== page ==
These pieces were craned or lifted by versa lift to B&W transport (low loaders, semi low loaders or flats) and relocated to the new factory.
Because of the machinery requirement was ‘last out first in basis’, our transport manager and installation supervisor coordinated the logistics of fifteen wagons being called in the required order and time.
The machinery was re-assembled in the same configuration as at the previous site on to the prepared foundation and reconnected to the services.
Following exhaustive tests of circuits, rotation of motors, guards and E-stops, pipe-work (to ensure no leaks) the machinery was handed over to the manufacturers commissioning engineers.
Full production was gained within the time restraints imposed upon B&W by our client.
The project time scale was ten weeks and was completed within the ninth week and within the tight budgetary control of our client.
Storage and Transport Case Study
A UK based crane manufacturer approached B&W Machinery Installations Ltd with a requirement for transport and also for storage of their equipment prior to transportation to site.
- B&W fleet of trailers include extendable trailers 45ft’ – 95ft fully powered steer, purpose build for this type of operation.
- B&W storage facilities comprise of
- New 10,000 square ft purpose buit building with 15 ton overhead crane storage of crane beams of 30 metres easily within our compass
- 6,000 square ft serviced by 30 ton overhead crane
- 10,000 square ft serviced by two 6 ton overhead cranes .
- The storage facility has secure roller shutter doors, passive lighting within the compound and secure lockable perimeter gates.
- B&W also has 10,000 square foot of secure outside storage serviced by our cranage and fleet of fork lift trucks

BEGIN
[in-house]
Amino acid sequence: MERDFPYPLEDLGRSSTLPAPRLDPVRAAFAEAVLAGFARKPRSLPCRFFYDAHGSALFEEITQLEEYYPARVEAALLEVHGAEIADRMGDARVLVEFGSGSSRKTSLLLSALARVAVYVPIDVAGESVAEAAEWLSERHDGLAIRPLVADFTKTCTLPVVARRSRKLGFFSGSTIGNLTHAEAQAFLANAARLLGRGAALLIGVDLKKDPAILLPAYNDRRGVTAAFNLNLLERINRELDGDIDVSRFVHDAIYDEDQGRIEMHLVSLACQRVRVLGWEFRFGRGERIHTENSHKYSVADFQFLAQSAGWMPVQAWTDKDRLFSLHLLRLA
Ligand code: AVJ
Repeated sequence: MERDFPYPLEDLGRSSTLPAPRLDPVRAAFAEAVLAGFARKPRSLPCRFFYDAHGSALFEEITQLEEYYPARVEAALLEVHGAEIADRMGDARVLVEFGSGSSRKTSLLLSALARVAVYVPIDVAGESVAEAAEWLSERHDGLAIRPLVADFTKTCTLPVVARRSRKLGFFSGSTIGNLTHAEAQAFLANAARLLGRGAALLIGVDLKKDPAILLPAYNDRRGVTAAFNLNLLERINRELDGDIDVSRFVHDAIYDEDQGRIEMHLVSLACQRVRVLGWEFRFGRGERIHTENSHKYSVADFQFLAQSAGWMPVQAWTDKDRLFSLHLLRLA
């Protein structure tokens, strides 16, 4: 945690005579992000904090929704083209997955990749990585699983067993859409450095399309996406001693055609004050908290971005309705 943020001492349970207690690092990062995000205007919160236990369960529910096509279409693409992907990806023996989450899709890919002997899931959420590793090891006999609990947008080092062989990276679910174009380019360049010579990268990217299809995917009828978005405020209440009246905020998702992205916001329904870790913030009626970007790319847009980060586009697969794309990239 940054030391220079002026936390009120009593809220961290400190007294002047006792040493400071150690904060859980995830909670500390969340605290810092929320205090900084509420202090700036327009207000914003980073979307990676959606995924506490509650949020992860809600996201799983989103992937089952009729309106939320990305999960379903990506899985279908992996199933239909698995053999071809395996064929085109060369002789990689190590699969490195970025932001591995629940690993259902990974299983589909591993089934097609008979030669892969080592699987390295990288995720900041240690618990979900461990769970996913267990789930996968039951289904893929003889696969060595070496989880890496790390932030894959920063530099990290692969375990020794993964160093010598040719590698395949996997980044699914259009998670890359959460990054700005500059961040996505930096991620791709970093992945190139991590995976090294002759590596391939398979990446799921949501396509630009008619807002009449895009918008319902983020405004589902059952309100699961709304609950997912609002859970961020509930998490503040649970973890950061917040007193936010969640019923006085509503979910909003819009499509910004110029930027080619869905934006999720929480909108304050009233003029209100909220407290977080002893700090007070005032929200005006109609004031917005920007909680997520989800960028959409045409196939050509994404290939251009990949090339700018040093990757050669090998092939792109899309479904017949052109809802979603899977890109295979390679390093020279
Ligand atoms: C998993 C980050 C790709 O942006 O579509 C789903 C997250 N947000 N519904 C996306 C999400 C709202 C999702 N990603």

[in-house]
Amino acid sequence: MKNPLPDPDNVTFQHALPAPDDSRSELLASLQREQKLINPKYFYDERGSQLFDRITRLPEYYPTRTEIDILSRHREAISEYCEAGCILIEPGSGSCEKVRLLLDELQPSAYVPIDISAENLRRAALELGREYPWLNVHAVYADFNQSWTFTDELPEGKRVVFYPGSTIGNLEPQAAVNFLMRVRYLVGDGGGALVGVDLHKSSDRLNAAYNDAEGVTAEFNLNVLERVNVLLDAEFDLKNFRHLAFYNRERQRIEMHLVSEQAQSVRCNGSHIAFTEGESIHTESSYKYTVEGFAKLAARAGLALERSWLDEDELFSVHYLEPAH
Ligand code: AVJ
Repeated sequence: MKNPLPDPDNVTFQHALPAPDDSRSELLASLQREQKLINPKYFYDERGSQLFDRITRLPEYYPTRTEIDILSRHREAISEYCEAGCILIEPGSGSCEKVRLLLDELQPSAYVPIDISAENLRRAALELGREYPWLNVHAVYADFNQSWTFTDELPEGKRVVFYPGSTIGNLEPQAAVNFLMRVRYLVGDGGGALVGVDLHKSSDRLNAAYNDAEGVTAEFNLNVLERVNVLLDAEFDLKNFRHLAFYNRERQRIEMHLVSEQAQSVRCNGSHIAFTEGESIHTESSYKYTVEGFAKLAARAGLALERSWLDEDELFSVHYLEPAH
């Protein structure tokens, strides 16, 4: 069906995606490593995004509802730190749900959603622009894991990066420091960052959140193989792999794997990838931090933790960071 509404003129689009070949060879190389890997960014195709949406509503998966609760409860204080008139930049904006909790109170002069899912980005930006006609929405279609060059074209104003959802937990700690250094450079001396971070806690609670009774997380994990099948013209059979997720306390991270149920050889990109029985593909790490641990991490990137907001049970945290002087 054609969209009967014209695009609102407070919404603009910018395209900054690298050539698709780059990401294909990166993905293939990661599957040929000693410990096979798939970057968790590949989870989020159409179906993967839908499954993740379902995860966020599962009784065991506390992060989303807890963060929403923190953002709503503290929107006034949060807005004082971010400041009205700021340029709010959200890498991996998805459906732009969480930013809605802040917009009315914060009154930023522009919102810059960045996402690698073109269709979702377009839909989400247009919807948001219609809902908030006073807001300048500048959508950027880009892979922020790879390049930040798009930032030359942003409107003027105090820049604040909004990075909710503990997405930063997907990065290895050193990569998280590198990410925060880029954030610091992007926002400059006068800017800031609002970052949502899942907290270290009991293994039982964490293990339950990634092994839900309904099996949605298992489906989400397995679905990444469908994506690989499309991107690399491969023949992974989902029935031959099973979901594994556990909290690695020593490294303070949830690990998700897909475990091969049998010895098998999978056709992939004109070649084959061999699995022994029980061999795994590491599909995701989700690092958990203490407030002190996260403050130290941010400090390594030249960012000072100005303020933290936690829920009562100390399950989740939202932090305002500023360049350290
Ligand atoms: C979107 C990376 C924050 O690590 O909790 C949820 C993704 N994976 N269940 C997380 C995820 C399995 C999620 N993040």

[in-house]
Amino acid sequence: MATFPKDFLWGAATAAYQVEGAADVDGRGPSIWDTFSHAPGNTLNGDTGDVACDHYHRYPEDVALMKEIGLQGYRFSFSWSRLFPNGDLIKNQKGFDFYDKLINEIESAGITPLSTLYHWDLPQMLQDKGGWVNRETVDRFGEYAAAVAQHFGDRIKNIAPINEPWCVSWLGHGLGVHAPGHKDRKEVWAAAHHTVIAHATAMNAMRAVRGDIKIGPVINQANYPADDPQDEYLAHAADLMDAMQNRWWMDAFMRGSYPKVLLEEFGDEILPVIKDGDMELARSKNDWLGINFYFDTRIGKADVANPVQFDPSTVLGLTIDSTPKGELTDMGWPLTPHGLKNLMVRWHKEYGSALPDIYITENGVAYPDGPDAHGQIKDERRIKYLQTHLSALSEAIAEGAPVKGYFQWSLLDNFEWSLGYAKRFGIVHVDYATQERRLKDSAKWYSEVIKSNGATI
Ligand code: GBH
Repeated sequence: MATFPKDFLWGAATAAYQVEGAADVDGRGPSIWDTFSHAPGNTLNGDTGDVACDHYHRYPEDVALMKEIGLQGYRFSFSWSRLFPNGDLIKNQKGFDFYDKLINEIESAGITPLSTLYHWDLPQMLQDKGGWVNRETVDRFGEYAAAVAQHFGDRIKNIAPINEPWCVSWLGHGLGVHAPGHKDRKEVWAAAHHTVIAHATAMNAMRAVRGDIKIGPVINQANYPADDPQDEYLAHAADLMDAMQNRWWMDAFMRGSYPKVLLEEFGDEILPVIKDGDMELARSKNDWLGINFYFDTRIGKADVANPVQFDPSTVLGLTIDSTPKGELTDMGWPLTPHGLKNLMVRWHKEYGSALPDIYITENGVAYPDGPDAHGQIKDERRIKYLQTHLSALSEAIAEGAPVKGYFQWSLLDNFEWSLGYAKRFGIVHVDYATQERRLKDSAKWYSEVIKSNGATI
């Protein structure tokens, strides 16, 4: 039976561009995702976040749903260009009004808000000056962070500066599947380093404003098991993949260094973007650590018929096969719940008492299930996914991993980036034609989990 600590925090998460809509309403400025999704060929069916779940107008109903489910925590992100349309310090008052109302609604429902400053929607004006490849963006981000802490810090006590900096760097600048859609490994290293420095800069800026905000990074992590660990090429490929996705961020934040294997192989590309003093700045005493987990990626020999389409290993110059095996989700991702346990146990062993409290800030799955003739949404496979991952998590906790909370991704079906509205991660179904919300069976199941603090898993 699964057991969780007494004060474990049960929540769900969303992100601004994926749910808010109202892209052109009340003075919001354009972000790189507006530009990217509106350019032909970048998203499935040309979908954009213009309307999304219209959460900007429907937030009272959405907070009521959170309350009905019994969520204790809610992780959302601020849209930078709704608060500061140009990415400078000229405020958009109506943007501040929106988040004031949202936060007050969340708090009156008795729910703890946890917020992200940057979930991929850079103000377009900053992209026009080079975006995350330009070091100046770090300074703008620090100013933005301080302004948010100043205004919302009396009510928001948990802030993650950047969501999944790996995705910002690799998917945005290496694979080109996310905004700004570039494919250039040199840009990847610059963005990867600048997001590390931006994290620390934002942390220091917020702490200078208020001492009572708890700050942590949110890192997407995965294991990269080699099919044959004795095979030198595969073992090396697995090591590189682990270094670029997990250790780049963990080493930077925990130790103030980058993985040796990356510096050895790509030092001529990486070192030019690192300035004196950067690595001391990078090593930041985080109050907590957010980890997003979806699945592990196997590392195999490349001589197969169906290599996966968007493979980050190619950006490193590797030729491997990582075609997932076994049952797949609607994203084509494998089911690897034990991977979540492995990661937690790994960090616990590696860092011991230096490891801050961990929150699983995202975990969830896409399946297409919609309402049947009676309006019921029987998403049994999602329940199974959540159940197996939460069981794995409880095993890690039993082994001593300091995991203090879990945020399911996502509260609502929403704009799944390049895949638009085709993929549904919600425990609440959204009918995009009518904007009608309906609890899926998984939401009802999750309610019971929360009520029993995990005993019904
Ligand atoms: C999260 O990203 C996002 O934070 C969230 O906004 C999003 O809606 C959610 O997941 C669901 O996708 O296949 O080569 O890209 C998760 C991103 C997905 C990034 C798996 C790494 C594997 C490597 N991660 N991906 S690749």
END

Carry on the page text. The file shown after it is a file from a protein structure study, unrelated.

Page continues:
B&W prepared the transport documentation (including notification to the relevant departments, Highways Agency, Police Authorities, etc), prior to sending our trailers for the cranes and bringing them into our storage facility.
B&W offloaded the cranes into the storage bays under controlled conditions, carefully blocking the beams to keep the crabs clear of the floor. All electrical boxes were sheeted against the ingress of dirt.
Upon instructions from the customer, the beams were reloaded to transport and dispatched to the required site.
Machinery Dismantling and Container Packing
A Chinese company approached B&W to despatch ten wire mesh making looms to a company outside Beijing. The looms were 8 metres long x 5 metres wide x 3 metres high x 20 tonnes each.
Transporting by flat racks was a non-viable financial option. The Chinese were offered the option to dismantle the looms and transport in standard containers, making it within budget.
B&W prepared method statements and risk assessment for the contract prior to starting.
B&W dismantled the looms into sizes compatible with standard container sizes. In all instances ‘match marking’ the components, photographing and recording into schedules all components, wiring and pipe-work was removed to assist the rebuilding in China.
All the small components were coated in anti rust-proof liquid and carefully loaded into packing cases. The rollers were coated in anti rust-proof liquid, wrapped in protective jackets and carefully loaded to stillages. The main frames and struts were packed on to purpose built pallets and secured.
All the equipment was loaded into containers; the equipment was secured within the containers using ‘treated’ timber and 5 tonne ratchet straps (each piece having a minimum of two straps and a footprint and framing of timber, B&W’s minimum standard).
All the equipment loaded to the containers, were recorded in container contents lists (these are cross-referenced to the aforementioned dismantling schedules) to give client the facility to call up the required container / containers for the rebuild.
On completion of the contract, all documentation, photographs and bills of laden were emailed to the client.
Some three months later the client emailed to inform us the looms had been rebuilt and to compliment us on the paperwork.